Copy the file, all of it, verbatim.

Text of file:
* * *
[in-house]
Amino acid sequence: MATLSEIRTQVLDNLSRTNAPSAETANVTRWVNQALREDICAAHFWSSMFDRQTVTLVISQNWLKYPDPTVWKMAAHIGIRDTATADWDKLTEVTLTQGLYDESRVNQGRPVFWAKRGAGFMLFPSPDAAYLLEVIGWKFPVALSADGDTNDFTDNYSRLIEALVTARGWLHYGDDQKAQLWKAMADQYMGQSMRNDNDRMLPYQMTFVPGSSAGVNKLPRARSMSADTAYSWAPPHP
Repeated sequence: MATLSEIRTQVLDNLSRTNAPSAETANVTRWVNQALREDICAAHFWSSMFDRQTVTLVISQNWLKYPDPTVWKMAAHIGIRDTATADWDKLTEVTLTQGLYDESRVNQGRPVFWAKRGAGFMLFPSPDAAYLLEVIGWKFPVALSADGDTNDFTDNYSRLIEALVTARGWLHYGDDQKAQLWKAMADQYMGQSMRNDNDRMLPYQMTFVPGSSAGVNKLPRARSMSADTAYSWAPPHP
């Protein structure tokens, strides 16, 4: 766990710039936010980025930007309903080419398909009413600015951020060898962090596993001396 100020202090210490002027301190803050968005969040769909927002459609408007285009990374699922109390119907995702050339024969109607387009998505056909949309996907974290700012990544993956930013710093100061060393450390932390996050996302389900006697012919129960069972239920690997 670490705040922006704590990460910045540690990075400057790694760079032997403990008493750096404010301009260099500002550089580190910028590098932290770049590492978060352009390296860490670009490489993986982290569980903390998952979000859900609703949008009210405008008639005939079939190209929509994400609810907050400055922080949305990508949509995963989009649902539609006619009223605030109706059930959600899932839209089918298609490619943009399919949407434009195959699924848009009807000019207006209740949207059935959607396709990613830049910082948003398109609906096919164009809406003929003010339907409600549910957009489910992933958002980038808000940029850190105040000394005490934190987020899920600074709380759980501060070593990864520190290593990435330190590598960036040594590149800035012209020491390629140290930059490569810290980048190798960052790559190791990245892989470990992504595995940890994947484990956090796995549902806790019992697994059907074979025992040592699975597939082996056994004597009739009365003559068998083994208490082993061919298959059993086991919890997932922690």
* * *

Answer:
[in-house]
Amino acid sequence: MATLSEIRTQVLDNLSRTNAPSAETANVTRWVNQALREDICAAHFWSSMFDRQTVTLVISQNWLKYPDPTVWKMAAHIGIRDTATADWDKLTEVTLTQGLYDESRVNQGRPVFWAKRGAGFMLFPSPDAAYLLEVIGWKFPVALSADGDTNDFTDNYSRLIEALVTARGWLHYGDDQKAQLWKAMADQYMGQSMRNDNDRMLPYQMTFVPGSSAGVNKLPRARSMSADTAYSWAPPHP
Repeated sequence: MATLSEIRTQVLDNLSRTNAPSAETANVTRWVNQALREDICAAHFWSSMFDRQTVTLVISQNWLKYPDPTVWKMAAHIGIRDTATADWDKLTEVTLTQGLYDESRVNQGRPVFWAKRGAGFMLFPSPDAAYLLEVIGWKFPVALSADGDTNDFTDNYSRLIEALVTARGWLHYGDDQKAQLWKAMADQYMGQSMRNDNDRMLPYQMTFVPGSSAGVNKLPRARSMSADTAYSWAPPHP
């Protein structure tokens, strides 16, 4: 766990710039936010980025930007309903080419398909009413600015951020060898962090596993001396 100020202090210490002027301190803050968005969040769909927002459609408007285009990374699922109390119907995702050339024969109607387009998505056909949309996907974290700012990544993956930013710093100061060393450390932390996050996302389900006697012919129960069972239920690997 670490705040922006704590990460910045540690990075400057790694760079032997403990008493750096404010301009260099500002550089580190910028590098932290770049590492978060352009390296860490670009490489993986982290569980903390998952979000859900609703949008009210405008008639005939079939190209929509994400609810907050400055922080949305990508949509995963989009649902539609006619009223605030109706059930959600899932839209089918298609490619943009399919949407434009195959699924848009009807000019207006209740949207059935959607396709990613830049910082948003398109609906096919164009809406003929003010339907409600549910957009489910992933958002980038808000940029850190105040000394005490934190987020899920600074709380759980501060070593990864520190290593990435330190590598960036040594590149800035012209020491390629140290930059490569810290980048190798960052790559190791990245892989470990992504595995940890994947484990956090796995549902806790019992697994059907074979025992040592699975597939082996056994004597009739009365003559068998083994208490082993061919298959059993086991919890997932922690």